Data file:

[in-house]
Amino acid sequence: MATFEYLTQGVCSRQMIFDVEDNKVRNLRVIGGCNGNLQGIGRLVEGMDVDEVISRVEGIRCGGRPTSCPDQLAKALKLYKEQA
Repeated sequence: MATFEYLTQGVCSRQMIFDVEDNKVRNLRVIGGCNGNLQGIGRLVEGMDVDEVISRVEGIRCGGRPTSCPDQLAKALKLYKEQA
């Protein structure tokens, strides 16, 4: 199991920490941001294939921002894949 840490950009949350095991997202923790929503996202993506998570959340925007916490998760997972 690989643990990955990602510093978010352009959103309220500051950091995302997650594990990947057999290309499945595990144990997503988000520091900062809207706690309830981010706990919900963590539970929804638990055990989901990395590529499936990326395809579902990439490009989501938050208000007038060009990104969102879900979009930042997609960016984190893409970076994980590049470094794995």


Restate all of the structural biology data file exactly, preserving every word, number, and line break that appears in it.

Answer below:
[in-house]
Amino acid sequence: MATFEYLTQGVCSRQMIFDVEDNKVRNLRVIGGCNGNLQGIGRLVEGMDVDEVISRVEGIRCGGRPTSCPDQLAKALKLYKEQA
Repeated sequence: MATFEYLTQGVCSRQMIFDVEDNKVRNLRVIGGCNGNLQGIGRLVEGMDVDEVISRVEGIRCGGRPTSCPDQLAKALKLYKEQA
């Protein structure tokens, strides 16, 4: 199991920490941001294939921002894949 840490950009949350095991997202923790929503996202993506998570959340925007916490998760997972 690989643990990955990602510093978010352009959103309220500051950091995302997650594990990947057999290309499945595990144990997503988000520091900062809207706690309830981010706990919900963590539970929804638990055990989901990395590529499936990326395809579902990439490009989501938050208000007038060009990104969102879900979009930042997609960016984190893409970076994980590049470094794995």